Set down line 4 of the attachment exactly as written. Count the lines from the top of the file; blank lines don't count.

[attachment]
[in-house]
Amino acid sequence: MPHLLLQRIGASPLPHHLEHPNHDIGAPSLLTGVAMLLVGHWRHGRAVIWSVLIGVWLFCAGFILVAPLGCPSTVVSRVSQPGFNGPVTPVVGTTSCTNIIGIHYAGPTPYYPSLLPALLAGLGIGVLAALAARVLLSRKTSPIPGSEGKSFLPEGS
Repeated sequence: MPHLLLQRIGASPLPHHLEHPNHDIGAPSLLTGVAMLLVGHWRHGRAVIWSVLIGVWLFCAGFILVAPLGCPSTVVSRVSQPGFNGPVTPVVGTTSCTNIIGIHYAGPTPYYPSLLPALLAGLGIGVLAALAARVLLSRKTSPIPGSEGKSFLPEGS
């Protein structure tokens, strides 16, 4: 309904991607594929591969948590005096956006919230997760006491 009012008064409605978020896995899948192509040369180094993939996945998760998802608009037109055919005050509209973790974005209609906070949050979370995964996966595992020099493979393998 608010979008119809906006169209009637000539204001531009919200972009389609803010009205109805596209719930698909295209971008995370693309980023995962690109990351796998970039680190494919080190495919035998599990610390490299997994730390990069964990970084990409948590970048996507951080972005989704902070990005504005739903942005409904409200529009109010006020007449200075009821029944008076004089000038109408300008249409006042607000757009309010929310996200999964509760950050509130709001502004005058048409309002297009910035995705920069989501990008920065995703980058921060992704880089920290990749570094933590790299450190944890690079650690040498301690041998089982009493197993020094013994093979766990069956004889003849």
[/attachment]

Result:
């Protein structure tokens, strides 16, 4: 309904991607594929591969948590005096956006919230997760006491 009012008064409605978020896995899948192509040369180094993939996945998760998802608009037109055919005050509209973790974005209609906070949050979370995964996966595992020099493979393998 608010979008119809906006169209009637000539204001531009919200972009389609803010009205109805596209719930698909295209971008995370693309980023995962690109990351796998970039680190494919080190495919035998599990610390490299997994730390990069964990970084990409948590970048996507951080972005989704902070990005504005739903942005409904409200529009109010006020007449200075009821029944008076004089000038109408300008249409006042607000757009309010929310996200999964509760950050509130709001502004005058048409309002297009910035995705920069989501990008920065995703980058921060992704880089920290990749570094933590790299450190944890690079650690040498301690041998089982009493197993020094013994093979766990069956004889003849």